Visitors to the museum are greeted upon entrance by the Bacchus Fountain, an assemblage of Baroque and Antique sculptural elements. The fountain consists of a marble basin fed by sprayers from two putti presided over by a life-sized figure of Bacchus, the god of intoxication and joie de vivre. The elements were assembled by the house’s designer from stone elements and fragments from several periods. The basin, a figured yellow marble, comes from Rome. The Bacchus itself contains 18th Century restorations on a Roman fragment. The installation is supported on Renaissance lion paws within a verd antique marble pool. The designer’s genius is evident in how successfully he knitted these disparate parts into a cohesively elegant assembly.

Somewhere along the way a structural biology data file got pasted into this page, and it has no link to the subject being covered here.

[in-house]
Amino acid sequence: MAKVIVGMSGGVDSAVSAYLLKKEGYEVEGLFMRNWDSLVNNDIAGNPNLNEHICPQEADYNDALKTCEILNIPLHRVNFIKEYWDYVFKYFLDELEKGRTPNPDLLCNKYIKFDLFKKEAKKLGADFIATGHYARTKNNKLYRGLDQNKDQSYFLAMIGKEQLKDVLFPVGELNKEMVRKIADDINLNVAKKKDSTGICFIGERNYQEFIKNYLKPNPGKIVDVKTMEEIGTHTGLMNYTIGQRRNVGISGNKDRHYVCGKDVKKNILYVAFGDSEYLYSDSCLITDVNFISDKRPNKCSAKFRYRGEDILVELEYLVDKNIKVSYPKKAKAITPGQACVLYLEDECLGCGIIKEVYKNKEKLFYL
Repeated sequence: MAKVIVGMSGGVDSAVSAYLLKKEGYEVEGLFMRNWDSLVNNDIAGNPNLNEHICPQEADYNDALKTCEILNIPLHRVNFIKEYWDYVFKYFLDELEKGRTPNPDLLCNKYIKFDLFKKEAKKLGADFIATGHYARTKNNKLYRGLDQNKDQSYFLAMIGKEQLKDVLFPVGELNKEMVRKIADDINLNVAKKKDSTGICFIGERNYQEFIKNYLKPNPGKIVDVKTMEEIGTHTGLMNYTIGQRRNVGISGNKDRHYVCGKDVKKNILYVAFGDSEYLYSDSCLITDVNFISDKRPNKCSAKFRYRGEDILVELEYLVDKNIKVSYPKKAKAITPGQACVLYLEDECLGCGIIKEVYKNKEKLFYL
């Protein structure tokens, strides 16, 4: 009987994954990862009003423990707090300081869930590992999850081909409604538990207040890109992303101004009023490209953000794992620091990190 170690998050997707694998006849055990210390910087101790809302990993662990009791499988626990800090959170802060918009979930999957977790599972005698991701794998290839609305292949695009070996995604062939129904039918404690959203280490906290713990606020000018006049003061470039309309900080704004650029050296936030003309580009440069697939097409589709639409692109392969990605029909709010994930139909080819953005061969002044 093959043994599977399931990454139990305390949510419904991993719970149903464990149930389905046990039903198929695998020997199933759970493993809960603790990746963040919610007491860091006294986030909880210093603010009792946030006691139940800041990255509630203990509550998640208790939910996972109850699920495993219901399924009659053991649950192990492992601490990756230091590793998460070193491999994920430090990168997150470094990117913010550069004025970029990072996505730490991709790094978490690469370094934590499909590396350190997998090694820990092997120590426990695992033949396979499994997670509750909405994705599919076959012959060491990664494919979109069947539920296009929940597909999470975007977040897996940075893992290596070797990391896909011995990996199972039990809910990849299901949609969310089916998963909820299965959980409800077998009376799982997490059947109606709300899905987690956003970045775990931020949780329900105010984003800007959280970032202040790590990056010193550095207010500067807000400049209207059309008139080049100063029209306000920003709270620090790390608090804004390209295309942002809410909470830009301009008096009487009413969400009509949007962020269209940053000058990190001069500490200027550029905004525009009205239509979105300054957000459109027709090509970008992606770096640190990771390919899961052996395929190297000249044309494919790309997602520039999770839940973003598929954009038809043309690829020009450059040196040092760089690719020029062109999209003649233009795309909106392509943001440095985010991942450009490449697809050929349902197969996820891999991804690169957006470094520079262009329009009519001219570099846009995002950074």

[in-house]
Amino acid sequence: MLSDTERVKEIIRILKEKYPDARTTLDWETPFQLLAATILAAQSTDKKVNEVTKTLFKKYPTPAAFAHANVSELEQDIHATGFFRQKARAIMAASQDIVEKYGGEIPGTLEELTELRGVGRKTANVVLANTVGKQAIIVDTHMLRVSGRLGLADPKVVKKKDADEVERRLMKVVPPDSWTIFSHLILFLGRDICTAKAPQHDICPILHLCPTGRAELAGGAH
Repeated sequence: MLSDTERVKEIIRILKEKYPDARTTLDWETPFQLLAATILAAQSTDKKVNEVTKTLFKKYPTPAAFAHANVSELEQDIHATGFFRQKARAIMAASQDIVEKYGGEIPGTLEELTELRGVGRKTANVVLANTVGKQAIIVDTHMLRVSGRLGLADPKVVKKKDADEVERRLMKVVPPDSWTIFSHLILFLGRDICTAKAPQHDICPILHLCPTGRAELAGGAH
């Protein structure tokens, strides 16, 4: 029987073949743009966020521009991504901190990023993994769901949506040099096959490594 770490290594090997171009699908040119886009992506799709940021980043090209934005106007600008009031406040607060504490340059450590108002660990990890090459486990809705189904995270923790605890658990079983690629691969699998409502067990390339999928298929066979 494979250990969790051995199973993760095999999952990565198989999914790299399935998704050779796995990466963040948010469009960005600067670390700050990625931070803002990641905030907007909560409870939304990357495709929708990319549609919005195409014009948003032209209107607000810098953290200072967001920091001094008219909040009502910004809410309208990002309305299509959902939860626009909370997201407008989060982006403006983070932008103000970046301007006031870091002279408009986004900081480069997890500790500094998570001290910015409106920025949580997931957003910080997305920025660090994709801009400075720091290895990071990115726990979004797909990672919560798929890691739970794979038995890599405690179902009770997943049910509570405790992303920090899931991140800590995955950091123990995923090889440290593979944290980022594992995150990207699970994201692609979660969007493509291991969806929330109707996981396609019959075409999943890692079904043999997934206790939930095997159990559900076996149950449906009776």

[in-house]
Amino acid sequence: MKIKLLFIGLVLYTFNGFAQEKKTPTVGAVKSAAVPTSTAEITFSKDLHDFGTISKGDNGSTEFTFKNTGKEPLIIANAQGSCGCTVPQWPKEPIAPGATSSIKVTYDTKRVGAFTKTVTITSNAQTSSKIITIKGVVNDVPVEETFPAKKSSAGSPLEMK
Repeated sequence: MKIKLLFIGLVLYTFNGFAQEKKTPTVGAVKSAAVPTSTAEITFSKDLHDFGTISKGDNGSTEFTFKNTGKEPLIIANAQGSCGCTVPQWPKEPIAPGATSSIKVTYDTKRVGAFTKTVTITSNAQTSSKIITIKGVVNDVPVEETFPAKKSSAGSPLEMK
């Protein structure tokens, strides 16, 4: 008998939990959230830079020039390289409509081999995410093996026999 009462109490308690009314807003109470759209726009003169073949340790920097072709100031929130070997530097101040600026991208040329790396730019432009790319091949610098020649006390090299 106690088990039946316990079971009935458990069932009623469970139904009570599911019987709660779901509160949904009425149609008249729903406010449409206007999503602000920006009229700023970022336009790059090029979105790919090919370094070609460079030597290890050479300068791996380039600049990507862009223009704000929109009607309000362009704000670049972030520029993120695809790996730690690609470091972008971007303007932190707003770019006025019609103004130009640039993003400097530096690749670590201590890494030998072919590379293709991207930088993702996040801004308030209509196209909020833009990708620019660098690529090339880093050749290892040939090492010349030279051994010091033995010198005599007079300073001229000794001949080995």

Nearly 100 years of use had taken its toll on the fountain. The putti and figure were soiled and previous repairs had begun to fail. Regular floor maintenance had damaged the verd antique pool lip. The color and detailing of the yellow marble basin was entirely hidden by a whitish haze from hard water deposits from the water that flowed across its surface.
We were contracted to restore the fountain in 2007. After careful detergent cleaning to remove soiling, the failing fills were replaced with appropriately formulated lime mortars. The losses in the verd antique pool were rebuilt with color-matched scagliola mortars and toned to match the figured stone. The lime deposits were carefully removed by multiple repeated applications of gelled solutions and hand scrubbing. Protective color-enhancing coatings were then applied to protect the stone and a comprehensive treatment report was submitted.